Accuracy in Media

New York Times public editor Margaret Sullivan has been fielding criticism from readers about what they perceive to have been a concerted effort by the paper to ignore covering the Benghazi story because of their liberal bias. She took issue with those assertions in a blog post earlier this week.

 

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While discussing the critical emails she has received on this issue, Sullivan noted that last year she criticized the Times for keeping a story about a hearing on the subject off the front page, and for failing to connect the dots. But that didn’t result in any increased coverage of Benghazi.

 

Instead of just admitting the failure of the Times to cover the latest developments, however, Sullivan said that the criticism was based more on politics than journalism, and that Fox News was responsible for helping to foment it:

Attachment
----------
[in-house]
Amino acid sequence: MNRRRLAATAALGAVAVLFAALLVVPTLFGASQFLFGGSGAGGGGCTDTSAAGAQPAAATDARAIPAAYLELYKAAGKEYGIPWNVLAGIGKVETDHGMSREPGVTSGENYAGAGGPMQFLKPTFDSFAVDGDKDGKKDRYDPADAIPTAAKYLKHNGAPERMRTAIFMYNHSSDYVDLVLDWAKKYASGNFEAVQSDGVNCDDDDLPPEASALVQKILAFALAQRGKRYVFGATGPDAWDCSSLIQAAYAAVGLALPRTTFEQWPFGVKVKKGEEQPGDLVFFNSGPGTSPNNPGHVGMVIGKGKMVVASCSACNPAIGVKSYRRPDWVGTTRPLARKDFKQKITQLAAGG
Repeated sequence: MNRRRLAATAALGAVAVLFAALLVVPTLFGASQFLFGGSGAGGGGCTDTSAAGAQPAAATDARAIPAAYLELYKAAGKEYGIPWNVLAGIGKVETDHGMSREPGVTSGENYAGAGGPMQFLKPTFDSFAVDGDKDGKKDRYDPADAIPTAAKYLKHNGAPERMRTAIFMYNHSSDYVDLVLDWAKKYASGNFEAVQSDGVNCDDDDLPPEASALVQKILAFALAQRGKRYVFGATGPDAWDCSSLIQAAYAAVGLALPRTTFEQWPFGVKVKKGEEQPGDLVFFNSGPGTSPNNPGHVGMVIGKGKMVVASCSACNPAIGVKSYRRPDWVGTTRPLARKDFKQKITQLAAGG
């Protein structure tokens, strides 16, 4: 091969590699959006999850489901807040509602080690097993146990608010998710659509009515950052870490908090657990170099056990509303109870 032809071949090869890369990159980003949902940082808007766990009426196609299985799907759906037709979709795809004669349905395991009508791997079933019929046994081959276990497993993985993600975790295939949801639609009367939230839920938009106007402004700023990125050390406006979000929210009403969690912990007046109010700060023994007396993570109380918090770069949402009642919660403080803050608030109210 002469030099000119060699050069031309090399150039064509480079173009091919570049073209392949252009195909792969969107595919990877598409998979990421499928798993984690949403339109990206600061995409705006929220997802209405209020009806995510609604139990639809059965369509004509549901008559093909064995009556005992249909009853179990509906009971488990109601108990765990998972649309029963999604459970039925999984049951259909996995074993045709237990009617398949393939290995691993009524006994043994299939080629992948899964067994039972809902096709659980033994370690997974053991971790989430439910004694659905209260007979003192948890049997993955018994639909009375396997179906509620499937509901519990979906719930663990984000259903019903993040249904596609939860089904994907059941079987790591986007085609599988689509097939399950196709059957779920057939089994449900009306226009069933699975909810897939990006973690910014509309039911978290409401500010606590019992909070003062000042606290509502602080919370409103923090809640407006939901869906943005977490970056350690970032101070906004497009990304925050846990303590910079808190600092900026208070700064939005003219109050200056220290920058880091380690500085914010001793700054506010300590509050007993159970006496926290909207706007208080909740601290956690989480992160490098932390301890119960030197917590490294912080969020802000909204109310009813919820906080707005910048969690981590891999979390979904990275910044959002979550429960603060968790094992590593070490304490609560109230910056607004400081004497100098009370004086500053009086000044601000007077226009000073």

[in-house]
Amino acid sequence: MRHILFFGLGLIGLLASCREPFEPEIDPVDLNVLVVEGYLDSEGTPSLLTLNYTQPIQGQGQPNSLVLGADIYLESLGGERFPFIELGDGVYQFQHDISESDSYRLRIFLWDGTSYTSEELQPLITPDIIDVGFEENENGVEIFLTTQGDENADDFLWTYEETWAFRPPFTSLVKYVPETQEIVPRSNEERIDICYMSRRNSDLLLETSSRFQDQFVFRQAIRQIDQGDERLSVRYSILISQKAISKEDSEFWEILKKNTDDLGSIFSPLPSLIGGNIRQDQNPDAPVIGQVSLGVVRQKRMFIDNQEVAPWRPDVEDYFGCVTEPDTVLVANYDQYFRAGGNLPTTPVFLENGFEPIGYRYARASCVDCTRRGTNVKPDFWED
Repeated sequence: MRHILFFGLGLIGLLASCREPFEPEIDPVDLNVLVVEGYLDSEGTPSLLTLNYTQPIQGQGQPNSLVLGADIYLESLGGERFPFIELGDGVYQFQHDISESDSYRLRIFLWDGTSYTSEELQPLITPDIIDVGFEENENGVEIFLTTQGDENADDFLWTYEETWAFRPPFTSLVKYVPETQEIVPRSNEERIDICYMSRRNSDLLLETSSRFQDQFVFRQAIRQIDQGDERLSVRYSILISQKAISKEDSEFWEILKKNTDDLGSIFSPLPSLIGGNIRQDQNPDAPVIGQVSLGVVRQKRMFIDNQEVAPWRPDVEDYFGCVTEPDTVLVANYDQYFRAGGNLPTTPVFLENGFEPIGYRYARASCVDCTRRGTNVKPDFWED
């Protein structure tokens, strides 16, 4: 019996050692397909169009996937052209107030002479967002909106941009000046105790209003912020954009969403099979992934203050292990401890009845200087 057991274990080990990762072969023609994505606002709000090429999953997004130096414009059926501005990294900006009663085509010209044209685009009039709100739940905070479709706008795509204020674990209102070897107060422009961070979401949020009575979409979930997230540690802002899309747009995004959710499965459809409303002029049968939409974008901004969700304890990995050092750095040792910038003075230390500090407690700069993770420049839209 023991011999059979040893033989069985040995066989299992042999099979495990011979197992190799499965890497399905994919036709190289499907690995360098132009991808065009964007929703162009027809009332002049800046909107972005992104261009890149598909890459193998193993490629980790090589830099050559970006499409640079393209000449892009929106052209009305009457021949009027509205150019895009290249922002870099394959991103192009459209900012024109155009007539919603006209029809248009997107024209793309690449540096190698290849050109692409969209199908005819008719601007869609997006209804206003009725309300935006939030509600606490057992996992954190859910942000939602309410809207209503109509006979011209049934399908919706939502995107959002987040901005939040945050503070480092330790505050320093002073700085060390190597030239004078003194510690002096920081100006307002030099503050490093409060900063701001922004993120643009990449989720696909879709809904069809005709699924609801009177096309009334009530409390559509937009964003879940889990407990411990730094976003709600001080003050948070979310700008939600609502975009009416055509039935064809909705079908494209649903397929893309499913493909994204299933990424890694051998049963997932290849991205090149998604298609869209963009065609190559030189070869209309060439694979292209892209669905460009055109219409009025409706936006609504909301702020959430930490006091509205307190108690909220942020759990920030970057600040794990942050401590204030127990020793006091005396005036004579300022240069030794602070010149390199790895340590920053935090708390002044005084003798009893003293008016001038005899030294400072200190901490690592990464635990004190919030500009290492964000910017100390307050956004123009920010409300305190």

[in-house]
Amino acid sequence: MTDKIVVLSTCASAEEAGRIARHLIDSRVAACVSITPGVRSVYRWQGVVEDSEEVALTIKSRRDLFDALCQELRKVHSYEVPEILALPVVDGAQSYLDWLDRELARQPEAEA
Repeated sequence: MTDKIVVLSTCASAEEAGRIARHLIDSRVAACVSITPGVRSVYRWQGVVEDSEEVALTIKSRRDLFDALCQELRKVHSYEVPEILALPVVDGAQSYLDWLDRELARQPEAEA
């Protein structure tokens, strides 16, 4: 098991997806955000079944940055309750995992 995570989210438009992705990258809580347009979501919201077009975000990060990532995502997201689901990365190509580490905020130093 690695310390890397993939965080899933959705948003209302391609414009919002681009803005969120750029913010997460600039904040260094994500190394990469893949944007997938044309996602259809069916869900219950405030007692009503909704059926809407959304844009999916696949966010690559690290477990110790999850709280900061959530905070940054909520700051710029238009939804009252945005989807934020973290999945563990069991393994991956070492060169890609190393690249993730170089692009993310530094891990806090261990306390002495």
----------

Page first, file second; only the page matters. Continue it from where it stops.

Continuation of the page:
Here’s my take: The angry criticism of The Times on Benghazi has been based largely on politics, not journalism, and fomented by Fox News. (The conspiracy narrative goes like this: The Times is a liberal newspaper unwilling to take on a liberal president and his administration.) In fact, what’s been written in The Times has been solid. But my sense is that, starting last fall, The Times has had a tendency to both play down the subject, which has significant news value, and to pursue it most aggressively as a story about political divisiveness rather than one about national security mistakes and the lack of government transparency. Many readers would like to see more on that front, and so would I.

The Times has since written a few stories in anticipation of yesterday’s Congressional testimony. But all Sullivan sees in the criticism of her paper is some right-wing vendetta spurred on by Fox News, rather than an attempt to discover the truth about an administration anxious to bury it.





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